Look up on the chart. It says "The Blackstone Rangers, Main 21."

Presumably, as I understand it, the testimony is that these, and you say-are the 21-more or less-leaders who are truly the policymakers of this fine youth organization.

Reverend Fry. Yes, sir.
The CHAIRMAN. Let's start with them and see what they are.
Do you know the president, Eugene Hairston?
Reverend Fry. Yes, sir.
The CHAIRMAN. How long have you known Eugene?
Reverend Fry. Two years, sir.
The CHAIRMAN. Two years!
Reverend Fry. Yes, sir.
The CHAIRMAN. What does he do?
Reverend Fry. He is the president of the Rangers.

The CHAIRMAN. What did he do before he became president of the Rangers?

Reverend Fry. I do not know.
The CHAIRMAN. You didn't know him before that?
Reverend Fry. No, sir.

The CHAIRMAN. You only got acquainted with him after he came into the Rangers ?

Reverend FRY. When the Rangers came into association with the church.

The CHAIRMAN. When the Rangers came and made your church headquarters!

Reverend Fry. Yes, sir.
The CHAIRMAN. You got acquainted with him then?
Reverend FRY. Yes, sir.
The CHAIRMAN. How often have you conferred with him?
Reverend Fry. Several times a week.
The CHAIRMAN. Several times a week?
Reverend FRY. Yes, sir.

The CHAIRMAN. Again, you are his confidant with respect to counseling about the Rangers' program?

Reverend Fry. In legal matters, sir.
The CHAIRMAN. In legal matters?
Reverend Fry. Yes, sir.

The CHAIRMAN. In getting him attorneys and getting bonds for those who get in jail ?

Reverend FRY. Yes, sir.
The CHAIRMAN. That is what you have been doing?
Reverend FRY. Yes, sir.
The CHAIRMAN. Do you know what education he has?

Reverend Fry. I am led to understand that he finished first-year high school. That may be in error, sir, but that is to the best of my recollection. The CHAIRMAN. What experience has he had?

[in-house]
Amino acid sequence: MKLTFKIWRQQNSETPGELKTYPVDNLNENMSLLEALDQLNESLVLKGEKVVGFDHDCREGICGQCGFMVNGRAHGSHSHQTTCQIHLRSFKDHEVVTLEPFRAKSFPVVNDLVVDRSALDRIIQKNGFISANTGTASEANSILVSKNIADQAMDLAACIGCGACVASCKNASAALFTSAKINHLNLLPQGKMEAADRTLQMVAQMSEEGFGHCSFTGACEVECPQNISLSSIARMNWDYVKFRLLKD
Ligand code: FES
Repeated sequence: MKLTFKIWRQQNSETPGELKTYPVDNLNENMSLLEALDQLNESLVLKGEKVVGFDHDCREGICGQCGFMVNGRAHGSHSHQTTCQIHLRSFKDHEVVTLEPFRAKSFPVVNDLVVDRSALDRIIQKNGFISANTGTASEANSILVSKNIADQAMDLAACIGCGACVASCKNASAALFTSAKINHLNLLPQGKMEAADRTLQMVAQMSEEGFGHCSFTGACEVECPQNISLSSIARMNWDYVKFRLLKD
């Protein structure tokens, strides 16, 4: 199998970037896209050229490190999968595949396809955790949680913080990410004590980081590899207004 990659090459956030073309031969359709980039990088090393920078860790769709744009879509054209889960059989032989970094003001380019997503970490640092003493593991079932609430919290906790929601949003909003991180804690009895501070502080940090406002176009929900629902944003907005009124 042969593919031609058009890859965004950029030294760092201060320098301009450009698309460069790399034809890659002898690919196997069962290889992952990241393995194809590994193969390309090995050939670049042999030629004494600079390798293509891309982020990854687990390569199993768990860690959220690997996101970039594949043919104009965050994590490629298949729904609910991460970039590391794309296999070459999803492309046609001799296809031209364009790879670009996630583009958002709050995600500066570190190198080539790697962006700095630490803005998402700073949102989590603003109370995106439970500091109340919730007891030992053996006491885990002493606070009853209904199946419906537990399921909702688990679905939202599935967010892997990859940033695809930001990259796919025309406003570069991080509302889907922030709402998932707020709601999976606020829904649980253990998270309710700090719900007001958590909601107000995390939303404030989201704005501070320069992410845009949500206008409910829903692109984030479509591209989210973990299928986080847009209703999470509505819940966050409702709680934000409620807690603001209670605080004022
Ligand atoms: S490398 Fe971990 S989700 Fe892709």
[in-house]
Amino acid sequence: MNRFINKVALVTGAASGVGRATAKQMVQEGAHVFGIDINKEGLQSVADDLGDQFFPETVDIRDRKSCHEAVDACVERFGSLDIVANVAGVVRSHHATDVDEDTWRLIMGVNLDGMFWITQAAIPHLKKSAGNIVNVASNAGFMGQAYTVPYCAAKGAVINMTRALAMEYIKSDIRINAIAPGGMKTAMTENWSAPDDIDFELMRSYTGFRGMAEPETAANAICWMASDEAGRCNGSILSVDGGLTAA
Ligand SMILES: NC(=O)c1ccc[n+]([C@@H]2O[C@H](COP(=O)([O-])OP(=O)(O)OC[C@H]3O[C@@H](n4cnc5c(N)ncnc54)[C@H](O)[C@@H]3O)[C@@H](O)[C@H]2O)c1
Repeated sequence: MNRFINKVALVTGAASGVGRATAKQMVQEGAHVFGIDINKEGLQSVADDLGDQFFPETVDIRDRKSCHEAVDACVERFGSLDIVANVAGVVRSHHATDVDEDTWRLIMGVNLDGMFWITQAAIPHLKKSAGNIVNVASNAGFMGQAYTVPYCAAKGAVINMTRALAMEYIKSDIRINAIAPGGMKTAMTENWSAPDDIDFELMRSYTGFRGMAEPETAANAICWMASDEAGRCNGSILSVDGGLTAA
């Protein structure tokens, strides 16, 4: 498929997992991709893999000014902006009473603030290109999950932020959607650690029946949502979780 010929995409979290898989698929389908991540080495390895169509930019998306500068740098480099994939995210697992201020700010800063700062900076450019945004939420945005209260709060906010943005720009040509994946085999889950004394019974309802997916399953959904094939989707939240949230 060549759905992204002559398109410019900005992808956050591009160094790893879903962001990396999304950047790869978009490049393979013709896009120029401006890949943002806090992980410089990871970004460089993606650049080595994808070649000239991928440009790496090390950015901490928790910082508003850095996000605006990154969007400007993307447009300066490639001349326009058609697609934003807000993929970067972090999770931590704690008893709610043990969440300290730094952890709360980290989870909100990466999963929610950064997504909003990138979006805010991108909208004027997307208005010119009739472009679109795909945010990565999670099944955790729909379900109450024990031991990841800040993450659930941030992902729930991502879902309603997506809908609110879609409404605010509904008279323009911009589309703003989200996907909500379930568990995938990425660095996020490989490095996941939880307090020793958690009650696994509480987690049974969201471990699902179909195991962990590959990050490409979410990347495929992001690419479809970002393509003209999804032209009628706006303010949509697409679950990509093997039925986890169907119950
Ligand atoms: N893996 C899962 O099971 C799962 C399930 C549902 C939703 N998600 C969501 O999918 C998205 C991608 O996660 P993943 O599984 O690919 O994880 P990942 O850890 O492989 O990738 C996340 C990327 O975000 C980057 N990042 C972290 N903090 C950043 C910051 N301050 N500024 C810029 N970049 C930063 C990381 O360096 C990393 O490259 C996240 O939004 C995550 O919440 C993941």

What had he been doing prior to the time he came into the Rangers? Do you not know?

Reverend FRY. I do not know. The CHAIRMAN. You had no interest in that, and yet you thought him a competent administrator of this program?

Reverend Fry. Yes, sir.
The CHAIRMAN. You think he is?
Reverend FRY. Yes, sir.
The CHAIRMAN. Where is he now?
Reverend Fry. He is in Chicago.
The CHAIRMAN. What is he doing?
Reverend Fry. I have no knowledge of that, sir.
The CHAIRMAN. When did you last see him !
Reverend Fry. Saturday afternoon.
The CHAIRMAN. Did you ask him what he was doing now?
Reverend Fry. No, sir.
The CHAIRMAN. Where was he before that?
Reverend Fry. I saw him quite frequently last week.
The CHAIRMAN. You saw him quite frequently last week?
Reverend Fry. Yes, sir.

The CHAIRMAN. Have you been conferring with him about your testimony here?

Reverend Fry. No, sir.
The CHAIRMAN. What were you talking about?

Reverend Fry. We were talking about the general climate that was being created in Chicago as a result of these hearings.

The CHAIRMAN. The general climate being created in Chicago?
Reverend Fry. Yes, sir.

The CHAIRMAN. Did that involve his conviction for conspiracy to murder? Did you talk to him about that?

Reverend Fry. It came up in the conversation; yes, sir.

The CHAIRMAN. Did you make bond for him so he could get out of jail after he was convicted ?

Reverend Fry. No, sir.
The CHAIRMAN. Did he come to you for that?
Reverend Fry. No, sir.
The CHAIRMAN. Who did make the bond for him? Do you know?
Reverend Fry, The Blackstone organization.
The CHAIRMAN. Did you help them arrange it?
Reverend Fry. No, sir.
The CHAIRMAN. Why did you fail them this time?
Reverend Fry. I had no money, sir.

The CHAIRMAN. The Blackstone Rangers were the ones who always provided the money. You never did provide the money yourself, did you?